Low Impact Development Code Integration and Standardization of Stormwater Regulations

Whatcom County is in the process of updating its codes and standards to be consistent with the Low Impact Development (LID) principles condition of the 2013-2018 National Pollutant Discharge Elimination System (NPDES) Western Washington Phase II Municipal Stormwater Permit.  As a Phase II Permittee, the County is required to review and update its development codes and standards to make LID the preferred and commonly used approach to site development within the geographic areas of the County covered by the NPDES Permit (cross-hatched areas in the map below).

A secondary goal is to potentially simplify the County’s stormwater regulations (there are currently six different sets of regulations for eight different geographic areas of the County). The draft proposal includes revisions to the County’s development codes and standards, adoption of the 2014 Ecology Stormwater Manual (outright in urban (NPDES) areas of the County and with raised thresholds in the rural areas), and restructuring of the watershed/stormwater management areas.

Public Outreach

The County wants to make sure that everyone has the opportunity to have their voice heard.

In addition to the creation of this project website and the formal public adoption process beginning in July 2016, a Stakeholder Advisory Committee (SAC) was established to facilitate the process of providing input on potential policy, code, and standards revisions. The SAC was comprised of people who work with development and stormwater regulations, including civil engineers, planners, landscape architects, government and tribal agencies, and other technical specialists.

The efforts of the SAC were intended to achieve specific desired outcomes, which included:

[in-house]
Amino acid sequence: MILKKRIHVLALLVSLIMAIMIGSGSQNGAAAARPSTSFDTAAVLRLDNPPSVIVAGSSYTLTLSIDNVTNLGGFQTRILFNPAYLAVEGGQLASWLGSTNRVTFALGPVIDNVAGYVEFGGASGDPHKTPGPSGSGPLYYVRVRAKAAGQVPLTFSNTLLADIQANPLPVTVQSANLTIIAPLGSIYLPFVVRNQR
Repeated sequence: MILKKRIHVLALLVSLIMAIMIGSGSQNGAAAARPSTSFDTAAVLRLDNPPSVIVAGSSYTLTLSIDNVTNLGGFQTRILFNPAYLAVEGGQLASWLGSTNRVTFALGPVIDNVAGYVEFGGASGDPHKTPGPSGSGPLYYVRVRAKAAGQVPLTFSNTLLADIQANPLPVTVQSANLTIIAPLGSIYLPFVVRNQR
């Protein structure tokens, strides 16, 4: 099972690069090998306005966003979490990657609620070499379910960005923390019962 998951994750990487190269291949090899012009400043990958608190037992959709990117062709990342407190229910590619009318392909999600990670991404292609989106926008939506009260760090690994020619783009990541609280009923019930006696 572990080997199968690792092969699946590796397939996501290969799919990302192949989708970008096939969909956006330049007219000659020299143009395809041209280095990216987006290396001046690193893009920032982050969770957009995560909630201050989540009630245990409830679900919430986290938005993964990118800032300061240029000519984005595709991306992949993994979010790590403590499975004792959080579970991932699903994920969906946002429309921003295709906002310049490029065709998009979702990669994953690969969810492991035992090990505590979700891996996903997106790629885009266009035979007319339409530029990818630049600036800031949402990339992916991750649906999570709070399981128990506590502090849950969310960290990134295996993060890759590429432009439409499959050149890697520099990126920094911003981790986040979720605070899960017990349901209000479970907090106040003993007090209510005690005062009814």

• Provide clear information to the public on low impact development, the LID Principles Project and project proposals;
  • Involve commissions and boards early in and throughout the project;
  • Provide opportunities for interested parties to comment and for people to listen and learn from one another;
  • Seek broad participation of interested groups and individuals to capture differing viewpoints;
  • Harness the energies and knowledge of a broad range of stakeholders to ensure issues and concerns are understood, considered, and addressed wherever possible; and
  • Create a transparent process that documents public input and makes it available for review.

A public workshop, hosted by the BIAWC, was also held on June 29, 2016.

County Council Review

Now that the Planning Commission has issued their recommendations (see below), the proposed code amendments will be forwarded to the County Council for their review, public hearing, and adoption. It is anticipated that the Council will hear a staff presentation on September 13, 2016, and hold their public hearing on October 11, 2016.

Planning Commission Review and Public Hearing

The Planning Commission held a public hearing on the proposal on July 28, 2016, and continued deliberations on August 11, 2016, whereupon they made a recommendation on the code amendments. Their recommended amendments are found below.